Opportunities — together with greater responsibilities — will come with France’s unique position in Europe’s defense and security following “Brexit.”
As the EU’s sole nuclear power and [permanent] member of the UN Security Council, and with its strong bilateral ties with London, Washington, and Berlin, France currently enjoys a central position in the European security architecture.
Even ahead of Brexit, France has been awarded the position of leader and diplomatic bridge-builder, a role that President Macron has fully seized. His visit to President Trump’s White House in April 2018 was a case in point.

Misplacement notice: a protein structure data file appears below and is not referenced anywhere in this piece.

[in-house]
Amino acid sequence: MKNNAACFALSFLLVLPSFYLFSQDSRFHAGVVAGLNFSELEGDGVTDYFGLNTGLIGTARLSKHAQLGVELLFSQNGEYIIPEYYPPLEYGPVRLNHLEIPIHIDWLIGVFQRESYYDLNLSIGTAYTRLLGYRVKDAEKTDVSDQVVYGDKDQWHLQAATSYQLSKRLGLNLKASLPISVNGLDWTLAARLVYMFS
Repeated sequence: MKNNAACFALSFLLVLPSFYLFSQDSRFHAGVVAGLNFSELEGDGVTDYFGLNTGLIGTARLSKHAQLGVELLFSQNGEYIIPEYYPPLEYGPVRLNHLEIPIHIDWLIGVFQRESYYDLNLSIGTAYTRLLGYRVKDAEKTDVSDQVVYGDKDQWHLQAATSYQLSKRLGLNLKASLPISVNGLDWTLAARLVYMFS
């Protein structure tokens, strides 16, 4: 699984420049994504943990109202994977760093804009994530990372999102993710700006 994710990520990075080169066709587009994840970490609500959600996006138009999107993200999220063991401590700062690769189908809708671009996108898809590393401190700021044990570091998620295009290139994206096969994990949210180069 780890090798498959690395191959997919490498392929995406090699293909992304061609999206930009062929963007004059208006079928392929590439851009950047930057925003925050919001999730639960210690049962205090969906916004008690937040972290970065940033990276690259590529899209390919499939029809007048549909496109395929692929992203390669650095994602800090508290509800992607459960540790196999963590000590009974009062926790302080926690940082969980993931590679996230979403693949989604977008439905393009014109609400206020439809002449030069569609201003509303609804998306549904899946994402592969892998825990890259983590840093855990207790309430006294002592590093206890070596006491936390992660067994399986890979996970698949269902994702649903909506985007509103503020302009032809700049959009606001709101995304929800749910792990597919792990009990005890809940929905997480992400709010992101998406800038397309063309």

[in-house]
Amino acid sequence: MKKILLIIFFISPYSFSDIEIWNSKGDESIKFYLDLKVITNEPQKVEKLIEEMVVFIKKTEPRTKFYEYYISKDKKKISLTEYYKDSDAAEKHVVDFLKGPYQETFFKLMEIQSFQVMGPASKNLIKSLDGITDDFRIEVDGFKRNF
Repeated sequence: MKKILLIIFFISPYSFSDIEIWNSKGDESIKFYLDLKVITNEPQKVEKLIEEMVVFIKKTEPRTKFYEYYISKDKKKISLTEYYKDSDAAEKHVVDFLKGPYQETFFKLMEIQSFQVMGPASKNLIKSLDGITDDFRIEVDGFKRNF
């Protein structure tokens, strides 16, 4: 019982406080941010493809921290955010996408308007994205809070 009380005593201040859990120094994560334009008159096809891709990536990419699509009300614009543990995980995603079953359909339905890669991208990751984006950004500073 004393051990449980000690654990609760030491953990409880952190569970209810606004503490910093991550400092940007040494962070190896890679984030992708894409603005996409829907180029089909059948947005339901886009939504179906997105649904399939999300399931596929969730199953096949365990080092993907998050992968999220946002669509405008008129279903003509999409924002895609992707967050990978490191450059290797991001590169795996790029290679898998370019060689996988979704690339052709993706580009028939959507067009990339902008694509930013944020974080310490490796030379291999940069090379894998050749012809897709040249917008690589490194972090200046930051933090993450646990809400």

However, this position raises a number of dilemmas for France in engaging in defense cooperation in the Euroatlantic area, and it will not be simple to define a consistent strategy.
This policy brief examines the expected effects of Brexit on military partnerships and capability development, and assesses the prospects for an effective French synthesis and leadership in this context.
Click here for the full report (7 PDF pages) on the GMFUS website.